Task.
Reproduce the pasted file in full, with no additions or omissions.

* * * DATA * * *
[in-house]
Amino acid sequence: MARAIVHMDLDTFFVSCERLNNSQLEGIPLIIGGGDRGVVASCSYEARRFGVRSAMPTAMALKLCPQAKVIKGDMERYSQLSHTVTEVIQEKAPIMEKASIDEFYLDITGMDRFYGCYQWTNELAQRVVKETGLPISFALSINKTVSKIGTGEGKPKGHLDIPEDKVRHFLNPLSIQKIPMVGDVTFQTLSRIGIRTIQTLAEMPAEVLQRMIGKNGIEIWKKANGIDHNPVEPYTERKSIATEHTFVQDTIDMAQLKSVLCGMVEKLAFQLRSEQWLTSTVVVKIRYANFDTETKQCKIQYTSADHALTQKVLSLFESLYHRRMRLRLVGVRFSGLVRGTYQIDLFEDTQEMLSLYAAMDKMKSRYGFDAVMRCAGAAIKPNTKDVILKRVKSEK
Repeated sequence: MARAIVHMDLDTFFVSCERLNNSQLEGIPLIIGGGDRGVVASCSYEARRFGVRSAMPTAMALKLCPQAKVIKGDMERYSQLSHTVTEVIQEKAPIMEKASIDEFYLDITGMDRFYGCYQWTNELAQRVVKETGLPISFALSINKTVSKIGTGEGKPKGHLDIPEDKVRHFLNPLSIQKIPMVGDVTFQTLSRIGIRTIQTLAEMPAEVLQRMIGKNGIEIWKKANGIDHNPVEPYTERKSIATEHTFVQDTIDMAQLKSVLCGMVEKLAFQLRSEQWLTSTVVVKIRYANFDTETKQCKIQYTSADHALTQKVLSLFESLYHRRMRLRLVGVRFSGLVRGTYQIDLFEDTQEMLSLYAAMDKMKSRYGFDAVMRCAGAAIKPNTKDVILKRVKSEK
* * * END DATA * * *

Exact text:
[in-house]
Amino acid sequence: MARAIVHMDLDTFFVSCERLNNSQLEGIPLIIGGGDRGVVASCSYEARRFGVRSAMPTAMALKLCPQAKVIKGDMERYSQLSHTVTEVIQEKAPIMEKASIDEFYLDITGMDRFYGCYQWTNELAQRVVKETGLPISFALSINKTVSKIGTGEGKPKGHLDIPEDKVRHFLNPLSIQKIPMVGDVTFQTLSRIGIRTIQTLAEMPAEVLQRMIGKNGIEIWKKANGIDHNPVEPYTERKSIATEHTFVQDTIDMAQLKSVLCGMVEKLAFQLRSEQWLTSTVVVKIRYANFDTETKQCKIQYTSADHALTQKVLSLFESLYHRRMRLRLVGVRFSGLVRGTYQIDLFEDTQEMLSLYAAMDKMKSRYGFDAVMRCAGAAIKPNTKDVILKRVKSEK
Repeated sequence: MARAIVHMDLDTFFVSCERLNNSQLEGIPLIIGGGDRGVVASCSYEARRFGVRSAMPTAMALKLCPQAKVIKGDMERYSQLSHTVTEVIQEKAPIMEKASIDEFYLDITGMDRFYGCYQWTNELAQRVVKETGLPISFALSINKTVSKIGTGEGKPKGHLDIPEDKVRHFLNPLSIQKIPMVGDVTFQTLSRIGIRTIQTLAEMPAEVLQRMIGKNGIEIWKKANGIDHNPVEPYTERKSIATEHTFVQDTIDMAQLKSVLCGMVEKLAFQLRSEQWLTSTVVVKIRYANFDTETKQCKIQYTSADHALTQKVLSLFESLYHRRMRLRLVGVRFSGLVRGTYQIDLFEDTQEMLSLYAAMDKMKSRYGFDAVMRCAGAAIKPNTKDVILKRVKSEK